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Spinning-Disk Confocal Microscopy Advances Brain Myelin Research for Alzheimer's Disease

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Myelin research for Alzheimer's disease

Dementia is a broad term that describes the loss of cognitive functions such as memory, language, reasoning, and other thinking abilities. According to the World Health Organization (WHO), 139 million people worldwide are expected to have dementia by 2050. Alzheimer's disease (AD) is the most common cause of dementia and may account for 60–70% of all dementia cases.

Alzheimer's disease is a progressive disorder, which means the dementia symptoms develop gradually over many years and eventually become more severe. The cause of AD is unknown, the pathogenesis of AD is not well understood, and there is no effective treatment.

One target to expand our understanding of AD is myelin, a sheath-like material in the brain that insulates nerve fibers (axons) and accelerates nerve impulse conduction. Recent studies (Steadman et al., 2020; Pan et al., 2020; Wang et al., 2020) show that myelin formation in adult mice is closely related to spatial memory and that reduced myelin formation is one of the causes of age-related decline in memory function.

In a recent study, Professor Feng Mei's team from the School of Basic Medical Sciences of the Army Medical University (Third Military Medical University) revealed the dynamic changes of myelin that occurs with AD using high-resolution imaging of brain sections (Chen et al., 2021).

In this interview, Kai Jin of the Marketing and Sales Division at Evident China and Hongxia Zheng of Chengdu Zhixin Technology Co. Ltd. spoke to Professor Feng Mei and Researcher Dr. Jingfei Chen about their research and their experience imaging brain sections.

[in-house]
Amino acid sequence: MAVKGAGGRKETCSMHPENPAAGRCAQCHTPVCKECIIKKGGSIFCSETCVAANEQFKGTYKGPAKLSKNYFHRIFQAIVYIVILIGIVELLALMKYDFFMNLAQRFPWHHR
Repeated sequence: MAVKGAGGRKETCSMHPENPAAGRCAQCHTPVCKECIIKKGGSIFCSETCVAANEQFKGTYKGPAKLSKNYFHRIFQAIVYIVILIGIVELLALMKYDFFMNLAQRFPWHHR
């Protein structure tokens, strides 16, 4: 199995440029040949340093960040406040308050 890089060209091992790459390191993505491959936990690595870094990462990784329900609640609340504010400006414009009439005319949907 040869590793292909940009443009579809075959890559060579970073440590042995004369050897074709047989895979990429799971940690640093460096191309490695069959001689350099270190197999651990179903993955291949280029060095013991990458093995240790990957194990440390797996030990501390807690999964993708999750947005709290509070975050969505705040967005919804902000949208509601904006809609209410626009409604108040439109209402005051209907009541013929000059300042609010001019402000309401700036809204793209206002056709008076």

Q: What changes and roles does myelin have in a brain with Alzheimer's disease?

A: Using transgenic mice with cell-specific fluorescent reporters, we observed myelin formation and revealed unique myelin dynamics in the brains of APP/PS1 mice (an AD mouse model). Conditional knockout mice, behavioral studies, and electrophysiological experiments demonstrate that accelerated myelin turnover can reduce memory loss and hippocampal physiological dysfunction in AD mice.

The main result of the study is that myelin regeneration could be enhanced in the AD mouse brain even after extensive demyelination, leading to improved cognitive function. This demonstrates that promoting myelin formation through genetic modification or pharmacological intervention may effectively ameliorate AD-induced phenomena, and represents a promising therapeutic approach to alleviate AD-related symptoms.

Q: What technical difficulties did you encounter while imaging the brain sections?

A: Our group needed to acquire images of multiple brain regions, such as the cortex, hippocampus, and corpus callosum. This requires rapid multidimensional and multichannel imaging of brain slices. An additional challenge was that the signal in transgenic brain slices with cell-specific fluorescent reporters can quickly fade due to photobleaching.

As a result, we needed imaging equipment to meet the following demands:

  1. The signal of the cell-specific fluorescent reporter gene is weak and fades easily, so high-sensitivity and high-speed imaging was required.
  2. With various brain regions involved, we needed to observe changes in the myelin sheath at multiple locations. We also required a stitched image of the entire brain slice to avoid subjectivity when selecting the field of view.